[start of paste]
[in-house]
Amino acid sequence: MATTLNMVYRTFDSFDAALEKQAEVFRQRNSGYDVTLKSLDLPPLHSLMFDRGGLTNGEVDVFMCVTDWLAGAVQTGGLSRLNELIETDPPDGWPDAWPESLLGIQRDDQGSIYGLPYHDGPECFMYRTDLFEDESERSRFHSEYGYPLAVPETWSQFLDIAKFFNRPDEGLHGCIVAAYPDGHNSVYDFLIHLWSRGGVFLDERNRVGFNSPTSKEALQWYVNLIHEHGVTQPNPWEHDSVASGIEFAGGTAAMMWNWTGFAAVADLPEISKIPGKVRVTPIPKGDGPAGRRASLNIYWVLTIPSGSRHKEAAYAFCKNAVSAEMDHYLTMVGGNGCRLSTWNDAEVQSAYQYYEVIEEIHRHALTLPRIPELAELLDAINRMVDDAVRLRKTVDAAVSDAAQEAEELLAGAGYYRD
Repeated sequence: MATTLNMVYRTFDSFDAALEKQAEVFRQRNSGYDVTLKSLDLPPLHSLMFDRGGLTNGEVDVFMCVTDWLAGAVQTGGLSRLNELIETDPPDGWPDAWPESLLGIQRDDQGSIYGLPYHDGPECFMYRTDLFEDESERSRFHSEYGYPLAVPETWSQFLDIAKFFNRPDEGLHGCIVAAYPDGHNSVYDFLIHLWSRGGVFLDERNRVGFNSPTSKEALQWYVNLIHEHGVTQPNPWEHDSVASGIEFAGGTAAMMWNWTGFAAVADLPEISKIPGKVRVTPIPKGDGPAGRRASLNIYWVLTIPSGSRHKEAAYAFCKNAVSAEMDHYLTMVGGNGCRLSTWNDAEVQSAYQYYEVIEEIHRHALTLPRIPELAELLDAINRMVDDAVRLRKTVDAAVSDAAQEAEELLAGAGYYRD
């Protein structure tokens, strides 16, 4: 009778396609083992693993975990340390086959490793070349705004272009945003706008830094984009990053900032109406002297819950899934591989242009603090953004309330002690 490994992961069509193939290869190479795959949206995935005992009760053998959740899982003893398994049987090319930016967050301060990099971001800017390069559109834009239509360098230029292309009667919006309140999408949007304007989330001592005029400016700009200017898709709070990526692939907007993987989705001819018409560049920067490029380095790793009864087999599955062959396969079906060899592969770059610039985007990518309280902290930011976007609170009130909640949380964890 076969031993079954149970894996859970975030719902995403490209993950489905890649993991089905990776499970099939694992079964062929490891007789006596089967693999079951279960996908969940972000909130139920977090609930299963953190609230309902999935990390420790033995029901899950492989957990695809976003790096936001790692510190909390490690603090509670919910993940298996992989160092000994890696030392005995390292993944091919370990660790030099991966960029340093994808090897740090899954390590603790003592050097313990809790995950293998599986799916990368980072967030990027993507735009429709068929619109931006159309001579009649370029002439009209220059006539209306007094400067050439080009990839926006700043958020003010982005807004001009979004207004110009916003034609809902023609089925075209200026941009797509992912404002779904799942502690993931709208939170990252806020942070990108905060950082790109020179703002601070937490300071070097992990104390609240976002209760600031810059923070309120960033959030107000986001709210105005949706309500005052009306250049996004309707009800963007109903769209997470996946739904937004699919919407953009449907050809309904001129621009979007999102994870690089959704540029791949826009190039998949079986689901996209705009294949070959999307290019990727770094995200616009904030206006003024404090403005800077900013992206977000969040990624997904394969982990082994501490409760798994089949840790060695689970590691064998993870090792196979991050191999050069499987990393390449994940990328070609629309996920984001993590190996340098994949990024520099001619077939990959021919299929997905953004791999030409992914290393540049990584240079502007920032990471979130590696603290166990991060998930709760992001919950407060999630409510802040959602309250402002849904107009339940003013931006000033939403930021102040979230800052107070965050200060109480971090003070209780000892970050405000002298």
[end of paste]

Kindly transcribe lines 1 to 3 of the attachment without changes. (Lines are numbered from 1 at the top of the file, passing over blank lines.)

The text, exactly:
[in-house]
Amino acid sequence: MATTLNMVYRTFDSFDAALEKQAEVFRQRNSGYDVTLKSLDLPPLHSLMFDRGGLTNGEVDVFMCVTDWLAGAVQTGGLSRLNELIETDPPDGWPDAWPESLLGIQRDDQGSIYGLPYHDGPECFMYRTDLFEDESERSRFHSEYGYPLAVPETWSQFLDIAKFFNRPDEGLHGCIVAAYPDGHNSVYDFLIHLWSRGGVFLDERNRVGFNSPTSKEALQWYVNLIHEHGVTQPNPWEHDSVASGIEFAGGTAAMMWNWTGFAAVADLPEISKIPGKVRVTPIPKGDGPAGRRASLNIYWVLTIPSGSRHKEAAYAFCKNAVSAEMDHYLTMVGGNGCRLSTWNDAEVQSAYQYYEVIEEIHRHALTLPRIPELAELLDAINRMVDDAVRLRKTVDAAVSDAAQEAEELLAGAGYYRD
Repeated sequence: MATTLNMVYRTFDSFDAALEKQAEVFRQRNSGYDVTLKSLDLPPLHSLMFDRGGLTNGEVDVFMCVTDWLAGAVQTGGLSRLNELIETDPPDGWPDAWPESLLGIQRDDQGSIYGLPYHDGPECFMYRTDLFEDESERSRFHSEYGYPLAVPETWSQFLDIAKFFNRPDEGLHGCIVAAYPDGHNSVYDFLIHLWSRGGVFLDERNRVGFNSPTSKEALQWYVNLIHEHGVTQPNPWEHDSVASGIEFAGGTAAMMWNWTGFAAVADLPEISKIPGKVRVTPIPKGDGPAGRRASLNIYWVLTIPSGSRHKEAAYAFCKNAVSAEMDHYLTMVGGNGCRLSTWNDAEVQSAYQYYEVIEEIHRHALTLPRIPELAELLDAINRMVDDAVRLRKTVDAAVSDAAQEAEELLAGAGYYRD